But as always there are complexities. Super funds don’t have to accept downsizer contributions so it’s best to check with your fund if it does. This is particularly relevant for SMSFs because the trust deed might need to be amended to ensure that the fund is not precluded from accepting any types of contributions such as downsizer contributions.
The other thing to note for anybody in receipt of Centrelink benefits is that these downsizer contributions may count towards the assets test and the income test, which obviously determines eligibility for the aged pension and other benefits as well.
In essence, when you downsize you are moving money out of an exempt asset – the family home – and putting part of that into a super fund where the money will cease to be exempt.
A downsizer contribution may also have issues for aged care. Downsizer contributions will increase a person’s means and therefore can increase their aged-care fees and home-care fees as well, particularly the means-tested fee or income-tested fee that a person may be required to pay.
There can be some relief from the above consequences. The latest budget extended the social security assets test exemption for principal home sale proceeds from 12 months to 24 months for income support recipients and amended the social security income test, to apply only the lower deeming rate (currently 0.25%) to principal home sale proceeds when calculating deemed income for up to 24 months after the sale of the principal home.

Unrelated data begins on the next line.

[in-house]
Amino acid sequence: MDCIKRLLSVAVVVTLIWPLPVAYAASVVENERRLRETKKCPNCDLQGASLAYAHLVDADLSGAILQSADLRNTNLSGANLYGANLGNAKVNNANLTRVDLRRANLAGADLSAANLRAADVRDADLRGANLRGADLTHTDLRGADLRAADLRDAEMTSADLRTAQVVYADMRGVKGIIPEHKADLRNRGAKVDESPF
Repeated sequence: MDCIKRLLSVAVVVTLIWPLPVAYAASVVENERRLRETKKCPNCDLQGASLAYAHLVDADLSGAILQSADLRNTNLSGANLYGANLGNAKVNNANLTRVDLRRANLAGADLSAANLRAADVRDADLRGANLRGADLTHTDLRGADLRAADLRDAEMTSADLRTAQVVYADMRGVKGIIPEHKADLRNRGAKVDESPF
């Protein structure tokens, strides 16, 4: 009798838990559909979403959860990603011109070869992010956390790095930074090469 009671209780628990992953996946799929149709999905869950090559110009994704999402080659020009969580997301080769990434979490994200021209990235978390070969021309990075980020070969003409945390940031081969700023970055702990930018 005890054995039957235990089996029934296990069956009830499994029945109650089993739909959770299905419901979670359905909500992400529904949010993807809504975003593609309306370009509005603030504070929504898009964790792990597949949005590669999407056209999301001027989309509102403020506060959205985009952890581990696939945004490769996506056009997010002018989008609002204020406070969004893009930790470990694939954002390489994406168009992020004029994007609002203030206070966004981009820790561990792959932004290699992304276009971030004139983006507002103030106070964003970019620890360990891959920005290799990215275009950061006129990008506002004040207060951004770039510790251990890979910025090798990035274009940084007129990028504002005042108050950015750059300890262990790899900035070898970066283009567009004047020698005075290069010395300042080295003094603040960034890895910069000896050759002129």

Image by Josh Olalde on Unsplash
The measures will apply to the whole or a part of the proceeds of the sale which the person intends to use to build, rebuild, repair or renovate another residence, or to purchase another residence that is to be the person’s principal home. In some circumstances the measure can extend for a further 12 months (up to 3 years in total) on approval.
I can’t stress enough the importance of getting expert advice if you are downsizing, or entering Aged Care. If you don’t have an advisor just email me at email@example.com and I will recommend advisors who specialise in this area for you.
Commonwealth Seniors Health Card. CSHC
The Commonwealth Seniors Health Card (CSHC) is the card that is most prized by self-funded retirees, but given the number of emails I get regarding eligibility for it, it’s one of the least understood.